Assembly candidate Q&A: Do you agree with the mayor's labor ordinance?

AnchorageMarch 19, 2013 

In the days leading up to the April 2 Anchorage municipal election, we'll be publishing responses from Assembly and School Board candidates to a range of questions.

 

Q: Do you agree with the labor ordinance presented by the Sullivan administration in February? Why or why not?

District 3: Seat E

West Anchorage

Cheryl Frasca: I support the amended version, which includes a number of changes as a result of meetings with the unions and public testimony. Items of special concern to many employees, such as wages, seniority, pay enhancements, benefits, shifts will continue to be negotiated. The Administration will be able to achieve efficiencies by streamlining insurance and leave programs and giving managers the authority to assign staff schedules and overtime.

Phil Isley: It must be good because of the amount of money both sides are spending. At some point, there has to be a change or the people will not be able to afford to live in Anchorage.

Tim Steele: I, along with every current Assembly member, do not approve of the ordinance as it currently reads. I don't know what form the ordinance will take after it is fully amended. I strongly object to the process by which the ordinance was introduced. The ordinance was filed a half hour before the deadline for candidates to file for the Assembly, without any prior discussion with the people directly affected.

District 4: Seat F

Midtown Anchorage

Andy Clary: The ordinance as originally proposed needed improvement. The S version is a better product. I do see a need to rebalance our expenditures and revenues to provide for long-term sustainable growth.

Dick Traini: No. The ordinance is defective in design. This kind of ordinance should have been negotiated, not forced through the Assembly.

District 5: Seat H

East Anchorage

Paul Honeman: No: There are many reasons that are more lengthy than the 75 words allow. Simply it is not well thought out, not well planned, and is an over reach of administrative power. It tilts too far away from what is fair, good faith collective bargaining, and hundreds of Anchorage residents have shown up to tell the Assembly just that.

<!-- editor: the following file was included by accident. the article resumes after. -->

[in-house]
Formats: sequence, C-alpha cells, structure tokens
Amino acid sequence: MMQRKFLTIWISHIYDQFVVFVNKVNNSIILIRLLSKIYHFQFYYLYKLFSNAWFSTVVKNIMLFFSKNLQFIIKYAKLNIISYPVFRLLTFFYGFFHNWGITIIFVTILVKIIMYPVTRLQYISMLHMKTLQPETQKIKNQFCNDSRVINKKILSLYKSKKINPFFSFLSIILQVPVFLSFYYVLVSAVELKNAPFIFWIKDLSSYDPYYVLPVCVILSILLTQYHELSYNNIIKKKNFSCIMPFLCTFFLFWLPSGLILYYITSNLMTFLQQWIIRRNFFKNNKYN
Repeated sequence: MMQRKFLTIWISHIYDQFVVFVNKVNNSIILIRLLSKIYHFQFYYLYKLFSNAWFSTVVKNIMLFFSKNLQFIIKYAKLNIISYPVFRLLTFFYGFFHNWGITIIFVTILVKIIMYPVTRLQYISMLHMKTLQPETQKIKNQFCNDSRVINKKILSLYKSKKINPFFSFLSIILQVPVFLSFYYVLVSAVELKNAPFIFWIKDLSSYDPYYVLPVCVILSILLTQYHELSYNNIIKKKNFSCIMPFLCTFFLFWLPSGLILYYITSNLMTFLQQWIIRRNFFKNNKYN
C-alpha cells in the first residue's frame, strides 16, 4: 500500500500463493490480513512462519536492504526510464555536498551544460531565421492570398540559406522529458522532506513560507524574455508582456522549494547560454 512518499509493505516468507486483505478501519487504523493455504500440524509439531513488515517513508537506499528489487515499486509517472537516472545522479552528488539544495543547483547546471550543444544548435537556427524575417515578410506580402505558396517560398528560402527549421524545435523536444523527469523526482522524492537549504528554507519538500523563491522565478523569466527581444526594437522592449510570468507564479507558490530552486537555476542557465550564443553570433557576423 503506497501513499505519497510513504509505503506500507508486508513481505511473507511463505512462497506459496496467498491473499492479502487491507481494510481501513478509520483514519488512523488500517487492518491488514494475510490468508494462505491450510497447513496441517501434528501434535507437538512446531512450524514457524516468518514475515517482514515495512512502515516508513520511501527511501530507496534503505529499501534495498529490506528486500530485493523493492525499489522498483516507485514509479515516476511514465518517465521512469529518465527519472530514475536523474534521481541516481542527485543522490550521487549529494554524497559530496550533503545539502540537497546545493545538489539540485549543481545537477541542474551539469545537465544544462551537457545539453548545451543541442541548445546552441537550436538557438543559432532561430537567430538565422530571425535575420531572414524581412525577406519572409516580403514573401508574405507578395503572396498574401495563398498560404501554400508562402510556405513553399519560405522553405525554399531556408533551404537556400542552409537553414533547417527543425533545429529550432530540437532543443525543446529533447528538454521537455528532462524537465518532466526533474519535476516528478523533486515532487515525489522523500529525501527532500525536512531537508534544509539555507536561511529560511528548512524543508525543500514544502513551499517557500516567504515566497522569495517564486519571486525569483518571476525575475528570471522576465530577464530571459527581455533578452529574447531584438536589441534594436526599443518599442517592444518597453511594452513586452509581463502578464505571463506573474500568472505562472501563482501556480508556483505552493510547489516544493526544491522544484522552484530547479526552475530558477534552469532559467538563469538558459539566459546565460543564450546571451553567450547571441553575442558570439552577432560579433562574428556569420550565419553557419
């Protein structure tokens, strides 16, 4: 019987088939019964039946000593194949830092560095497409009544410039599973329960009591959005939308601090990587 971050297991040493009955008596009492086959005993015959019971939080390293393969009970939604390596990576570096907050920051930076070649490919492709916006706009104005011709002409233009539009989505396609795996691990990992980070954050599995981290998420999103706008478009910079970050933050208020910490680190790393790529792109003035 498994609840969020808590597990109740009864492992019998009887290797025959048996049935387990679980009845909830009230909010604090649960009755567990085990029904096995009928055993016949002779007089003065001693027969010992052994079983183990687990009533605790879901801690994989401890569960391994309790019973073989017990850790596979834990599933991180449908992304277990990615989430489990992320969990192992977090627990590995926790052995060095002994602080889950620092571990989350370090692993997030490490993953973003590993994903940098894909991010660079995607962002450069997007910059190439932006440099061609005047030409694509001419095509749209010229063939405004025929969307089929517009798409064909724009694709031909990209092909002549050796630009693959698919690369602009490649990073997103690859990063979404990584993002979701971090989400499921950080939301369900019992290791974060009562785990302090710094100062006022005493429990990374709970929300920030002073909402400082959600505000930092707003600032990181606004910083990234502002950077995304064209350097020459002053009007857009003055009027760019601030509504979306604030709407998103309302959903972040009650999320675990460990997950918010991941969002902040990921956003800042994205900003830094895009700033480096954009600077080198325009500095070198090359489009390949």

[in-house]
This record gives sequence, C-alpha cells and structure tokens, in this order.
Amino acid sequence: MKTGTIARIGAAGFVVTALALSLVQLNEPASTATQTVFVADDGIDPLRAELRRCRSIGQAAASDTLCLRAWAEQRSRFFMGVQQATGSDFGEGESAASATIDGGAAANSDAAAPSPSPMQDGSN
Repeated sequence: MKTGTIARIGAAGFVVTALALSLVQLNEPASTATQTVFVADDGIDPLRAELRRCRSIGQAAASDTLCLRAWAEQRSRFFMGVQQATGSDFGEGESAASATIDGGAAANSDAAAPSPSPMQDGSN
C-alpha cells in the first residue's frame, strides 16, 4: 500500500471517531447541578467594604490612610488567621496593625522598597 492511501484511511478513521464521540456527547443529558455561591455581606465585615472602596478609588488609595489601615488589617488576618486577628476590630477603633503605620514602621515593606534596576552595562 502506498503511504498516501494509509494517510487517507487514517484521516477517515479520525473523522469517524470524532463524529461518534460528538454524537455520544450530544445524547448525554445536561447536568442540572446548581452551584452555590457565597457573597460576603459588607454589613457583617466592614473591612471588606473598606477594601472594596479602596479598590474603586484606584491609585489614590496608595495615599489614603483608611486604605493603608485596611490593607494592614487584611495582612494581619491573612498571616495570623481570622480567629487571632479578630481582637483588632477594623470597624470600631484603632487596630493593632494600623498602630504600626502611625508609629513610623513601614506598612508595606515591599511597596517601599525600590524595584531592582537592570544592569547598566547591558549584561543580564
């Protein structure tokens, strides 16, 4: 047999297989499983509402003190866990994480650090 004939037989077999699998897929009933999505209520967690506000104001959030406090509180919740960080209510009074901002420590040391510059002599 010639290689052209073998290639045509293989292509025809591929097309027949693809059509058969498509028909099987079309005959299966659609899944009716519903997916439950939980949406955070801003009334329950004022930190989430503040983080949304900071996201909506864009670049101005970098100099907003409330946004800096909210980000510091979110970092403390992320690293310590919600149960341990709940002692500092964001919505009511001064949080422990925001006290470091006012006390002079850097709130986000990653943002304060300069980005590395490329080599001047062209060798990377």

District 6: Seat J

South Anchorage

Jennifer Johnston: As a sponsor of the February ordinance I immediately saw areas of the ordinance that needed to be improved upon. In working with various union leaders, I feel the ordinance is becoming more centered in our approach.

District 2: Seat A

Chugiak/Eagle River

Amy Demboski: Yes. The fact is the cost of labor is rising at a rate that outpaces the rate at which the tax cap can rise. One example is the police department budget; in 2002 APDs budget was $45.8 million, and in 2013 their budget will surpass $94 million with almost the same number of budgeted positions. This demonstrates a fundamental issue that has to be addressed.

Peter Mulcahy: I agree with the general intent of the ordinance and the efforts to reestablish a balance in the negotiating process. The scales had tipped too far in one direction. There are still many parts of the ordinance that need to be amended. Even if it passes, there will still be a lot of work to refine the provisions for future negotiations.

Bob Lupo: Yes and no! The mayor is just doing his job. He has the guts to suggest things that he knows will be unpopular, but could be beneficial to the city. I don't agree with everything he says or does, but I salute him for his courage.

District 3: Seat D

West Anchorage

Ernie Hall: Depends on the final version.

Nick Moe: No. The public process was lacking from the beginning. The administration did not consult with any labor groups or individuals before introducing this measure. Then, Ernie Hall did not let over one hundred of the concerned citizens who turned out to testify against this ordinance speak.  This is one of the main reason I decided to run my Write In Nick Moe for Assembly campaign. I want to ensure that when measures – especially controversial measures  - are proposed, every community member who wants to speak has the chance to be heard.

 

 

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